Constitution Mirage

It must have dawned on all political parties and civil society that a new constitution is neither physical, practical nor expedient in the reckoning of Patriotic Front Secretary General Wynter Kabimba.

He has decided and its about time that the rest of the Patriotic Front and indeed other interested parties understood that any attempt to process the constitution through government is an exercise in futility and a waste of effort.

Wynter has no intention of realistically engaging both parties i.e. the executive and civil society into any meaningful dialogue that will produce a constitution encapsulating a compromise from all the parties concerned.

Given the right will and political motivation this should have been the easiest of tasks because a lot of groundwork has already been canvassed documented and catalogued by previous constitutional review exercises.

It was the simplest of tasks for the Minister of Justice to convince his colleagues in cabinet on the way forward on the basis of which the Church, civil society and indeed general populace would have been engaged to arrive at a consensus towards crafting a new constitution that would have stood the test of time.

As of now we have nothing to show for the tremendous effort and expense all because of the impunity that is inbuilt within our current constitution that reposes too much power in the Executive to the extent that patent abuses of power can be condoned without retribution, censure and indeed punishment.

In this particular case the minister should have been held accountable by his own party which he has brought into disrepute by reneging on a substantive electoral promise that brought the party into power.

Many civic institutions supported the PF because it made the right noises including the enactment of a new comprehensive, robust and all encompassing constitution that would not only provide a legal framework but also provides an environment that promoted good governance, accountability and above all adherence to the social contract of delivering to the people of Zambia a governance system that would reflect the general inspiration, aspiration and wishes of the people.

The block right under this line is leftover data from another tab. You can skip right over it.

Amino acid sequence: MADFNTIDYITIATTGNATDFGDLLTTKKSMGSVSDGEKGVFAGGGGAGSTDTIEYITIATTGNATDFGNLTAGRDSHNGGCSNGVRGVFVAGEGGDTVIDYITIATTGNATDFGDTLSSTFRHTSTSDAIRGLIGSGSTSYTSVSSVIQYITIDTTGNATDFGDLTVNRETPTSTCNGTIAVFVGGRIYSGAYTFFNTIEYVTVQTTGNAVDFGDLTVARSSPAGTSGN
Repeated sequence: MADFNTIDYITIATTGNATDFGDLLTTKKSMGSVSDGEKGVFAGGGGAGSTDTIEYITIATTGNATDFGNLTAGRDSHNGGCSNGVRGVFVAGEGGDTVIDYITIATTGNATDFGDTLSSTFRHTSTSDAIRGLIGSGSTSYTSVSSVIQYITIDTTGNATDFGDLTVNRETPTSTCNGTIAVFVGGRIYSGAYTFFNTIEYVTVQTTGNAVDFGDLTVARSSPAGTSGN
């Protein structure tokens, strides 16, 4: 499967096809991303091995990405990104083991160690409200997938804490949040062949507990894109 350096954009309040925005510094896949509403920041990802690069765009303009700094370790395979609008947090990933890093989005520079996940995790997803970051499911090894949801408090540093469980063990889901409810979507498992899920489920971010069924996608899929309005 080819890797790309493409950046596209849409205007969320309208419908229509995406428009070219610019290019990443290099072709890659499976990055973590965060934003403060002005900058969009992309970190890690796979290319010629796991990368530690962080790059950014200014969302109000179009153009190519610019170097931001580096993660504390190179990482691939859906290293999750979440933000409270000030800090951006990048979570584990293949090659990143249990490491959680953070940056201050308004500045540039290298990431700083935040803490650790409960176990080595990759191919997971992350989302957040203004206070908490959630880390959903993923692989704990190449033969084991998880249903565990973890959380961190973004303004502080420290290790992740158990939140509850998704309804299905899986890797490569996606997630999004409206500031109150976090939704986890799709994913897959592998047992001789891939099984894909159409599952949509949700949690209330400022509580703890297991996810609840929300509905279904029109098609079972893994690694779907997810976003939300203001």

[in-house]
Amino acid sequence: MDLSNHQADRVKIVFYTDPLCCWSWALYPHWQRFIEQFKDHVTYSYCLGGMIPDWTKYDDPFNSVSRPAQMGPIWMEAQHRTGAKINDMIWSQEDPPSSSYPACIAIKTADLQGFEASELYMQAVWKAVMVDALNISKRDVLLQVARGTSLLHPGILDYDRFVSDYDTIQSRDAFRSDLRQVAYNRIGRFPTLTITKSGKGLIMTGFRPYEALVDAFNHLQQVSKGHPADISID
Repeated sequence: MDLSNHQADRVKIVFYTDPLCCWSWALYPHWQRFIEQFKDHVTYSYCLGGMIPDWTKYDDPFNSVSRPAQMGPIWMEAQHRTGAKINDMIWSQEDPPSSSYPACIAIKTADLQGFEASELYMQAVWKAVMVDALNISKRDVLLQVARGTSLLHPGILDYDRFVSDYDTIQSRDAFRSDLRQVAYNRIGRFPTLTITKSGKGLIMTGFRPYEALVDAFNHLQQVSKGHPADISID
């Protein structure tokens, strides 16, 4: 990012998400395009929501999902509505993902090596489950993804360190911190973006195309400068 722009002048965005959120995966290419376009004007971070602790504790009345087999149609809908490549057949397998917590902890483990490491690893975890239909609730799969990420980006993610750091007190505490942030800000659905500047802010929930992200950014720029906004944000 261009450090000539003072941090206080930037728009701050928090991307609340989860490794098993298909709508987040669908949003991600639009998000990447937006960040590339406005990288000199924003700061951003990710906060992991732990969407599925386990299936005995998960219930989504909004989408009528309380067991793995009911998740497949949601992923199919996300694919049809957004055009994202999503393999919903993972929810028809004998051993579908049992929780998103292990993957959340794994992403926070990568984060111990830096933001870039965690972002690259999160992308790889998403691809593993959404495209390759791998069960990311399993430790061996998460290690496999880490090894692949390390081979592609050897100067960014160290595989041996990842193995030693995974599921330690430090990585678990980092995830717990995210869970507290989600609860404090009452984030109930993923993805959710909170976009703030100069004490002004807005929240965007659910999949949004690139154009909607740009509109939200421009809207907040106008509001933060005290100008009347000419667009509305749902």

It is regrettable that almost half way through the tenure of the PF rule, Zambians are learning the character of those that assumed power on the wings of leadership that rang resolute and determined and yet have now proved hollow and at worst a mirage.

The moral of the story is that Zambians should never again be tempted to accept cheap political policies that have no basis in fact and in truth. Zambians should have known that 90 days was too short a period to create jobs, provide more money in the pockets and indeed craft a new constitution.  They should have also known the irrelevance of lower taxes because these do not apply to more than 99.9 percent of the population which is outside the taxpaying bracket.

In short the future demands of Zambians to more diligent to demand accountability and above all character references of those who aspire for power.  Not all those who promise to deliver have the capacity, inclination nor will to yield and answer to public demand.

The next 2 years before 2016 elections should provide a period of serious engagement to ensure that the government that emerges beyond 2016 can be held to account more specifically to crafting a new constitution.

That is why we remain committed to the principle of a collective opposition that puts in place an environment for the enactment of a new constitution before we resume to normal adversarial politics,

Zambia needs a respite to think through long term multi partyism interests to secure a future for a democracy that luxuriates in diversity.

Categorized | Editorial

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